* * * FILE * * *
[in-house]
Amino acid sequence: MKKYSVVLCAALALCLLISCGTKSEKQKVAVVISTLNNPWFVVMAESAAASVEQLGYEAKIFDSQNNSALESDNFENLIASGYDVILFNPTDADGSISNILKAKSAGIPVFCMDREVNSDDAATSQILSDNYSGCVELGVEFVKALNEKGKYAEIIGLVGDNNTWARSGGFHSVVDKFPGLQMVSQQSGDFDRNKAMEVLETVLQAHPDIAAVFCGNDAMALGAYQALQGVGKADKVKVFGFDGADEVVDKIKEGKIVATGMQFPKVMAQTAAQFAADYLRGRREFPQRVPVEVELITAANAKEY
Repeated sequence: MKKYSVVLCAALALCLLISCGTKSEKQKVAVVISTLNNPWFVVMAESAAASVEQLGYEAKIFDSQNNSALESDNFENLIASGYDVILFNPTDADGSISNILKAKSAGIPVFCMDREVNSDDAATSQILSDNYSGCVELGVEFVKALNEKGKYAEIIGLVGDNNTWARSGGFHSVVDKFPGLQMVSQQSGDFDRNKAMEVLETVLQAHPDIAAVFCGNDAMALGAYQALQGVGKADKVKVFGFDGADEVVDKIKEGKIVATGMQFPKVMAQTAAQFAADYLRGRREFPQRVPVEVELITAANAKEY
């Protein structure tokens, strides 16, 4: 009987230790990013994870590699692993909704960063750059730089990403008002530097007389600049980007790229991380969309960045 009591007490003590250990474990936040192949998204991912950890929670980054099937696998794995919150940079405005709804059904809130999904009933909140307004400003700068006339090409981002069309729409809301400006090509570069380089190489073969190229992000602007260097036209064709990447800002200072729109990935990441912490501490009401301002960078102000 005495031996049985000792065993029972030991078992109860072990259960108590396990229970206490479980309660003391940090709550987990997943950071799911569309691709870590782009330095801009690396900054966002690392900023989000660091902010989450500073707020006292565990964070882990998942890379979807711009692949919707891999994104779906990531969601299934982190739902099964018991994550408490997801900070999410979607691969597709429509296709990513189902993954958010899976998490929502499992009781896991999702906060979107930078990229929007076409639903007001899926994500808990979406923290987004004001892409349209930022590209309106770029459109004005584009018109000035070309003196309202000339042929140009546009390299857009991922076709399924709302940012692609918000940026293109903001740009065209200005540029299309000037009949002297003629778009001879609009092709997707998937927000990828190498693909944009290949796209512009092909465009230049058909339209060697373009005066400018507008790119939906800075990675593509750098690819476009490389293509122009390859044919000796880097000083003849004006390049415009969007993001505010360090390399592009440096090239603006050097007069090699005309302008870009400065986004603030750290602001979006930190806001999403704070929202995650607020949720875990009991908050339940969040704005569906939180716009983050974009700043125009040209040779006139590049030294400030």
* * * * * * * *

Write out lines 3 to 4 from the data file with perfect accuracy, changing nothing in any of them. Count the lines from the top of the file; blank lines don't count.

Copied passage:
Repeated sequence: MKKYSVVLCAALALCLLISCGTKSEKQKVAVVISTLNNPWFVVMAESAAASVEQLGYEAKIFDSQNNSALESDNFENLIASGYDVILFNPTDADGSISNILKAKSAGIPVFCMDREVNSDDAATSQILSDNYSGCVELGVEFVKALNEKGKYAEIIGLVGDNNTWARSGGFHSVVDKFPGLQMVSQQSGDFDRNKAMEVLETVLQAHPDIAAVFCGNDAMALGAYQALQGVGKADKVKVFGFDGADEVVDKIKEGKIVATGMQFPKVMAQTAAQFAADYLRGRREFPQRVPVEVELITAANAKEY
């Protein structure tokens, strides 16, 4: 009987230790990013994870590699692993909704960063750059730089990403008002530097007389600049980007790229991380969309960045 009591007490003590250990474990936040192949998204991912950890929670980054099937696998794995919150940079405005709804059904809130999904009933909140307004400003700068006339090409981002069309729409809301400006090509570069380089190489073969190229992000602007260097036209064709990447800002200072729109990935990441912490501490009401301002960078102000 005495031996049985000792065993029972030991078992109860072990259960108590396990229970206490479980309660003391940090709550987990997943950071799911569309691709870590782009330095801009690396900054966002690392900023989000660091902010989450500073707020006292565990964070882990998942890379979807711009692949919707891999994104779906990531969601299934982190739902099964018991994550408490997801900070999410979607691969597709429509296709990513189902993954958010899976998490929502499992009781896991999702906060979107930078990229929007076409639903007001899926994500808990979406923290987004004001892409349209930022590209309106770029459109004005584009018109000035070309003196309202000339042929140009546009390299857009991922076709399924709302940012692609918000940026293109903001740009065209200005540029299309000037009949002297003629778009001879609009092709997707998937927000990828190498693909944009290949796209512009092909465009230049058909339209060697373009005066400018507008790119939906800075990675593509750098690819476009490389293509122009390859044919000796880097000083003849004006390049415009969007993001505010360090390399592009440096090239603006050097007069090699005309302008870009400065986004603030750290602001979006930190806001999403704070929202995650607020949720875990009991908050339940969040704005569906939180716009983050974009700043125009040209040779006139590049030294400030």